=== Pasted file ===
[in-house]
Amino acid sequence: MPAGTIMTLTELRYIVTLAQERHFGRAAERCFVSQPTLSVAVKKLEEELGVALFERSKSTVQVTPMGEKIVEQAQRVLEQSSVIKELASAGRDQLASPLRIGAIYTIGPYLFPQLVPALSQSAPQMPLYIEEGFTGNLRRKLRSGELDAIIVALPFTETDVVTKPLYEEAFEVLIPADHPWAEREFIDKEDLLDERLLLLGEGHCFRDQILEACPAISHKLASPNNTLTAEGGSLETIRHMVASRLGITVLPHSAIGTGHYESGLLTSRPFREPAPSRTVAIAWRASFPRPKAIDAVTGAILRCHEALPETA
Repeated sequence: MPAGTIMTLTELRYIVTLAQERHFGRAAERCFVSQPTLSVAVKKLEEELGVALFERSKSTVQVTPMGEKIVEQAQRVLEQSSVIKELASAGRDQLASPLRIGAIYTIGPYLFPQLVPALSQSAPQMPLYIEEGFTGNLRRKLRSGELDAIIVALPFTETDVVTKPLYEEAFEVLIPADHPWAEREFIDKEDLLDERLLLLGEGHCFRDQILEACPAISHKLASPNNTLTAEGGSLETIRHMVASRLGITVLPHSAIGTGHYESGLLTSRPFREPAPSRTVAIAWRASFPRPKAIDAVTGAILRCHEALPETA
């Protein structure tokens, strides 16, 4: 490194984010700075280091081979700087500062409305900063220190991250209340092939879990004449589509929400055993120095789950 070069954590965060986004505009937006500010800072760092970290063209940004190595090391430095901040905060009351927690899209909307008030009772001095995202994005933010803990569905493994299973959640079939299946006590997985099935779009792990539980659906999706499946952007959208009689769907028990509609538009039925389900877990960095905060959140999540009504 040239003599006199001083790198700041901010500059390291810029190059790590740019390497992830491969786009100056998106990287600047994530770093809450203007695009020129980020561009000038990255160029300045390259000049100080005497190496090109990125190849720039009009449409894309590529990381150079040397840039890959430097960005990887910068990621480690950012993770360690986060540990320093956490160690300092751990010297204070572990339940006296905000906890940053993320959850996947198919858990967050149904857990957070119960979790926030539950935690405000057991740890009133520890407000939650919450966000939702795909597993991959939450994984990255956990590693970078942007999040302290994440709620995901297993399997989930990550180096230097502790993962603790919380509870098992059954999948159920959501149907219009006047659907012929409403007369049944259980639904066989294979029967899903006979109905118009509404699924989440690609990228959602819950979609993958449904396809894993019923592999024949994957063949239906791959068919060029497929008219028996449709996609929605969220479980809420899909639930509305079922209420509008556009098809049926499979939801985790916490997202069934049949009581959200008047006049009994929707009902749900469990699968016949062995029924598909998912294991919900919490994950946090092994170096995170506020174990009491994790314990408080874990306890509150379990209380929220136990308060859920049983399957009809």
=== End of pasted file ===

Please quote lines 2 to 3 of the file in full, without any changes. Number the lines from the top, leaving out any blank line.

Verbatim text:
Amino acid sequence: MPAGTIMTLTELRYIVTLAQERHFGRAAERCFVSQPTLSVAVKKLEEELGVALFERSKSTVQVTPMGEKIVEQAQRVLEQSSVIKELASAGRDQLASPLRIGAIYTIGPYLFPQLVPALSQSAPQMPLYIEEGFTGNLRRKLRSGELDAIIVALPFTETDVVTKPLYEEAFEVLIPADHPWAEREFIDKEDLLDERLLLLGEGHCFRDQILEACPAISHKLASPNNTLTAEGGSLETIRHMVASRLGITVLPHSAIGTGHYESGLLTSRPFREPAPSRTVAIAWRASFPRPKAIDAVTGAILRCHEALPETA
Repeated sequence: MPAGTIMTLTELRYIVTLAQERHFGRAAERCFVSQPTLSVAVKKLEEELGVALFERSKSTVQVTPMGEKIVEQAQRVLEQSSVIKELASAGRDQLASPLRIGAIYTIGPYLFPQLVPALSQSAPQMPLYIEEGFTGNLRRKLRSGELDAIIVALPFTETDVVTKPLYEEAFEVLIPADHPWAEREFIDKEDLLDERLLLLGEGHCFRDQILEACPAISHKLASPNNTLTAEGGSLETIRHMVASRLGITVLPHSAIGTGHYESGLLTSRPFREPAPSRTVAIAWRASFPRPKAIDAVTGAILRCHEALPETA